Heinrich Jung was born as the son of a Bergrat (a mining officer of high rank) in Essen and studied from 1895 to 1899 mathematics, physics, and chemistry in Marburg/Lahn and Berlin under outstanding professors including Friedrich Schottky, Kurt Hensel, Lazarus Immanuel Fuchs, Hermann Amandus Schwarz, Ferdinand Georg Frobenius, and Max Planck. In his 1899 doctoral dissertation Über die kleinste Kugel, die eine räumliche Figur einschließt under Schottky he proved the eponymous Jung's Theorem. In 1902 he completed his Habilitation thesis in Marburg and remained there until 1908 as a privatdocent. Afterwards he was a Studienrat (teacher at a secondary school, i.e., Gymnasium) in Hamburg, before he became in 1913 a professor ordinarius in Kiel. After brief military service in World War I he became in 1918 a professor in Dorpat and in 1920 the successor to Albert Wangerin (1844–1933) at the University of Halle, where he remained until his retirement as professor emeritus in 1948. In Halle he was not only a professor but also one of the directors of mathematical seminars and dean of the mathematical and sciences faculty and until 1951 he continued to give lectures. He was a member of the Deutsche Akademie der Naturforscher Leopoldina.
Jung developed with his teacher Schottky a general theory of theta functions. Jung's fame derives mainly from his arithmetic theory of algebraic functions in two variables. His original research in this theory is gathered together in his book Einführung in die algebraische Theorie der Funktionen von zwei Veränderlicher. He also applied his theory to algebraic surfaces (with a presentation of this research in his book Algebraische Flächen) and worked on birational transformations in the plane (Cremona transformations).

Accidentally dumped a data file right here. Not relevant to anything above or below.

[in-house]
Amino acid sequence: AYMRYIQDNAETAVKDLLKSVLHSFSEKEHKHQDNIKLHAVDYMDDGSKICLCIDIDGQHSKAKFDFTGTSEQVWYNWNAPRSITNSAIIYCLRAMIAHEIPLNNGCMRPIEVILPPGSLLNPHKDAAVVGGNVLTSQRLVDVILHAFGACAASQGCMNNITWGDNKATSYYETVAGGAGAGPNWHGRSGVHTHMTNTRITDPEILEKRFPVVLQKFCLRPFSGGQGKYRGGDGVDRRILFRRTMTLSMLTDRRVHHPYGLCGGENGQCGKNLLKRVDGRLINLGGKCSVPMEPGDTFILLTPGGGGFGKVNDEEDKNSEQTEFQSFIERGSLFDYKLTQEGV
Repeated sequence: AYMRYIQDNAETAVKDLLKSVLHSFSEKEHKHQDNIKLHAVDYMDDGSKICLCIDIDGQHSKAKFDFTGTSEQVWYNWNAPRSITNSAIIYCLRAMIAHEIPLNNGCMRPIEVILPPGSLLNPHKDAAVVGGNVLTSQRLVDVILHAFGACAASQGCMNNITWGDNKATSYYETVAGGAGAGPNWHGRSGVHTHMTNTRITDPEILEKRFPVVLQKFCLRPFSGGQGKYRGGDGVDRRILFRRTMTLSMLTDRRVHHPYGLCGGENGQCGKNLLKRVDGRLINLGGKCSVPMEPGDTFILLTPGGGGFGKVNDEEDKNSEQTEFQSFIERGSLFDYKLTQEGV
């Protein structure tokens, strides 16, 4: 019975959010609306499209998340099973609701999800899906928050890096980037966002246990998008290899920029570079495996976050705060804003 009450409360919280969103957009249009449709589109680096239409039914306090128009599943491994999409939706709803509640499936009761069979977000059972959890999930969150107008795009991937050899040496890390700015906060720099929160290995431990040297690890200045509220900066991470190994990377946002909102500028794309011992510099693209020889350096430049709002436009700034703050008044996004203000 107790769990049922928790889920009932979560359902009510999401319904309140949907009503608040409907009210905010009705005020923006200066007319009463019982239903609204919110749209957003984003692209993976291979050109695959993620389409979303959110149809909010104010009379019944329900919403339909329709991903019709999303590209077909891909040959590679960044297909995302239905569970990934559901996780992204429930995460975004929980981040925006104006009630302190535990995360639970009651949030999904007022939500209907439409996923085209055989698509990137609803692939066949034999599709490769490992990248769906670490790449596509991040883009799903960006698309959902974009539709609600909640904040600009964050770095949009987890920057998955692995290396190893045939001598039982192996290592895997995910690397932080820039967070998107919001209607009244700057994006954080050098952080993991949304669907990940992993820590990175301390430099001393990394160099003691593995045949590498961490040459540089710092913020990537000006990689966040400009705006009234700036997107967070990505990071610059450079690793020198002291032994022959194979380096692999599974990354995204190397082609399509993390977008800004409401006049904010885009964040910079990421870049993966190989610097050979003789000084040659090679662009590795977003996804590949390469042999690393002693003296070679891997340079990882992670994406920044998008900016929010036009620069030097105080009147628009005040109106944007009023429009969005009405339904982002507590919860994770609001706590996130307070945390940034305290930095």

During the Weimar Republic, Jung was a member of the anti-republican Alldeutschen Verband and also the Stahlhelm, Bund der Frontsoldaten. In the Nazi era, Jung was a member of the Nationalsozialistischen Volkswohlfahrt (NSV), the Nationalsozialistischer Deutscher Dozentenbund (NSDDB), and the Nationalsozialistischer Altherrenbund. In 1945 he represented the CDU.
- "Einführung in die algebraische Theorie der Funktionen von zwei Veränderlicher“, Berlin, Akademie Verlag, 1951
- "Algebraische Flächen“, Hannover, Helwingsche Verlagsbuchhandlung, 1925
- "Einführung in die Theorie der algebraischen Funktionen von einer Veränderlichen", Berlin, Walter de Gruyter, 1923
- Ott-Heinrich Keller and Wolfgang Engel: Heinrich Wilhelm Ewald Jung in Wiss. Z. Martin-Luther-Universität Halle 4, Heft 3, 1955, pp. 417–422; Jahresbericht DMV 58, 1955, pp. 5–10
- Harry Waibel: Diener vieler Herren : Ehemalige NS-Funktionäre in der SBZ/DDR. Lang, Frankfurt am Main 2011 ISBN 978-3-631-63542-1 p. 158
- Lefschetz, Solomon (1926). "Review: Algebraische Flächen, by H. W. E. Jung". Bull. Amer. Math. Soc, 32 (6): 718. doi:10.1090/s0002-9904-1926-04314-7.
- Allen, E. S. (1924). "Review: Einführung in die Theorie der algebraischen Funktionen von einer Veränderlichen, by Heinrich W. E. Jung". Bull. Amer. Math. Soc. 30 (3): 160–164. doi:10.1090/s0002-9904-1924-03851-8.
- Literature by and about Heinrich Jung in the German National Library catalogue
- Biographie an der Universität Halle
- O'Connor, John J.; Robertson, Edmund F., "Heinrich Jung", MacTutor History of Mathematics archive, University of St Andrews.
- Heinrich Jung at the Mathematics Genealogy Project